Ever since Scott Walker started gearing up for his perpetual gubernatorial campaign in 2002, he has been painting himself as the anti-Doyle. This wasn't very practical early in his campaign, but could have been effective given Doyle's dismal approval numbers during the past several months.
Unfortunately for Walker, Doyle threw a big monkey wrench into Walker's campaign strategy by choosing not to run for re-election. This news sent Team Walker into a tailspin, panicked that he would now have to run for the seat based on his track record as Milwaukee County Executive, which has been anything but spectacular. If anything, Walker's record actually makes Doyle's record look good.
His campaign started flailing around, first trying to continue against Doyle. When that failed to gain traction, he tried to smack around primary opponent Mark Neumann. He also started a series of attacks against City of Milwaukee Mayor Tom Barrett, who hasn't even decided if he was going to run or not (although more and more people are thinking he won't).
All this has shown is that Walker is terrified of both of these men, either of whom could clean his clock if he was forced to run only on his record.
Now Walker thinks he has a winning game plan again by finding a substitute for Jim Doyle. That substitute is the unions, namely AFSCME.
Walker probably thinks he has nothing to lose, since AFSCME was never going to sponsor him. Also, as I have stated before, it is always easier to run against the unions rather than with them.
Walker started his campaign against AFSCME a long time ago, by continuously refusing to negotiate a new contract, sabotaging and/or delaying negotiations until this fall when he was slapped around by the union via an arbitration ruling. All of this was to set up the unions as pawns in his campaign.
Intense negotiations led to a Tentative Agreement between the County and the union, but it was too late. Too many County Supervisors fed into Walker's doom and gloom tactics, and the Tentative Agreement was first laid over, and then subsequently rejected by the County Board.
Meanwhile, Walker was able to present his 2010 proposed budget, which was not much more than a political campaign statement, and was aimed directly at the unions, asking for unrealistic concessions. (Does he really think that any union, whose main reason for being is to protect jobs and provide a decent and safe work environment, would be willing to give up 16% of their wages and hundreds of jobs?) This is only going to lead to arbitration and an even worse situation for the budget. It also led to Walker and certain Supervisors to be named in a lawsuit calling them out on their bad-faith bargaining and illegal bargaining tactics.
The biggest issue is that Walker refused to bring his proposals to the bargaining table, but instead to chose to try to negotiate through the media and campaign stops. This is a big no-no according to state and federal laws.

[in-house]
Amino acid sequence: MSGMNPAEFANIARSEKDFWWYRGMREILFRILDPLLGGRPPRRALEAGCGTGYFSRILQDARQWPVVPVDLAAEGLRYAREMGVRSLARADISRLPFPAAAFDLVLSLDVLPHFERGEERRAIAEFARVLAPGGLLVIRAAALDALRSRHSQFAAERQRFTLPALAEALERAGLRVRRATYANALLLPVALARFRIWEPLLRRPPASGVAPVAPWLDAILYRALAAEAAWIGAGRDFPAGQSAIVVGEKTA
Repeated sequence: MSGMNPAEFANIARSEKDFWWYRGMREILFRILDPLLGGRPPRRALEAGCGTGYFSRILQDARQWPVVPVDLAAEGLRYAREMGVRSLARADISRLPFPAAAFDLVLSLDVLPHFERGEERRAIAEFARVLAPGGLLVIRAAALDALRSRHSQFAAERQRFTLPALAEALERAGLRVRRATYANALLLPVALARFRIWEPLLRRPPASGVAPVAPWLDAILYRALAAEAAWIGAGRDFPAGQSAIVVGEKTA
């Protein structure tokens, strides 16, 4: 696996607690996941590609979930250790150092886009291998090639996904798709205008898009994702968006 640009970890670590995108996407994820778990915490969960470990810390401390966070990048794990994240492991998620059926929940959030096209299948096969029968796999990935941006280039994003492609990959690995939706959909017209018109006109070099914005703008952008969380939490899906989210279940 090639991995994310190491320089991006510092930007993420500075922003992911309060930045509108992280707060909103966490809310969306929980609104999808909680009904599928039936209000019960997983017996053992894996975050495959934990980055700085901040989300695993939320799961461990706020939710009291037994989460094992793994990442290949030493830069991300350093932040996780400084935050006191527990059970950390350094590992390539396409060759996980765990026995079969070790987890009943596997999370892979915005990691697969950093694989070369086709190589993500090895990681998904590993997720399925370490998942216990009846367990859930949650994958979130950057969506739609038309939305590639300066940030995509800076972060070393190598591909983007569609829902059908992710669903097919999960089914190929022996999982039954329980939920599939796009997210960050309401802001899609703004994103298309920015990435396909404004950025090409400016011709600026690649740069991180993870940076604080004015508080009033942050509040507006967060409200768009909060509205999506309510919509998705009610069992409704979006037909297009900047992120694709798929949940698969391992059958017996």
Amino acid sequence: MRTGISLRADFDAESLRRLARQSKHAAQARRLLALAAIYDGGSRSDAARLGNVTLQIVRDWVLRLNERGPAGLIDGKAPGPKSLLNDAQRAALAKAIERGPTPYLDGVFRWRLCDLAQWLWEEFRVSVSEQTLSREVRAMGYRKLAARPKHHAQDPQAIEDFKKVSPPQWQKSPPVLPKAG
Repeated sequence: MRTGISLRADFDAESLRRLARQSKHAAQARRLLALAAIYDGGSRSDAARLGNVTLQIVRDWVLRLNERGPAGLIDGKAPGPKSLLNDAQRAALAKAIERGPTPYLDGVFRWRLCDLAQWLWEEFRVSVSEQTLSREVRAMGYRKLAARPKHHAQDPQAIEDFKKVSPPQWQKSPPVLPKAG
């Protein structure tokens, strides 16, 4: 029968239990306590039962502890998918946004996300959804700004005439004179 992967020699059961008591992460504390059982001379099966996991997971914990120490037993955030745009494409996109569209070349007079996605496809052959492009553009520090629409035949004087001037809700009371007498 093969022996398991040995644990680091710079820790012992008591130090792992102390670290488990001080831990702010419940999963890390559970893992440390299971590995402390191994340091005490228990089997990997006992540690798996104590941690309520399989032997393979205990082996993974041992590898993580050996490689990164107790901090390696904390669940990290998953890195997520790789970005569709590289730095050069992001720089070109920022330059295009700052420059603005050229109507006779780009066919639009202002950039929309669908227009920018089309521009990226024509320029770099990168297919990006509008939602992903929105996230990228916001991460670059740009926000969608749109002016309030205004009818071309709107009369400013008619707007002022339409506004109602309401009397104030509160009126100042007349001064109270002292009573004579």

Another thing that has not been covered by the main stream media is the fact that Walker has given almost all of his mid-level and upper-level management friends healthy raises over the course of the last year. I would imagine that most people would be willing to give up $8,000 in wages if they first got a $10,000 or more raise.
When the County Board's Finance and Audit Committee finally saw the fiscal irresponsibility in all of Walker's attacks on the unions, they started to reject his political posturing and instead chose to stay with the most cost effective method of staying with the public sector.
This set Walker on the attack again, using irrelevant numbers to conflate Milwaukee County workers' pay. He also tried to argue that his plan would save money, when in fact, as Cory Liebmann points out, the opposite is true. The privatized services almost always cost more than advertised, which has only helped lead us into the dire financial straits Walker has led the County into.
Walker, believing that he has hit on the winning game plan, is even bold enough to openly challenge the entire state's unions by threatening them one year before the election.
The problem with Walker's plan is that there will be a settlement long before next year's election, the smoke from his blustering will have long since dissipated and he will be again shown to be a hoax that doesn't have a clue as to what he is doing.
To further show that it is Walker that is the problem, and not the unions, not only has Mayor Tom Barrett resolved the city's budget crises in a more responsible manner, but it has been reported that other municipalities, like Wauwatosa and Greenfield, have been able to solve their budget crises without the cuts that Walker is proposing.
The biggest differences between those community leaders and Walker are simple to see. One, they chose to work with the unions and bargain in good faith. Secondly, they are not trying to run for governor. Thirdly, they put their communities first, and not their political aspirations, in contrast to what Walker does.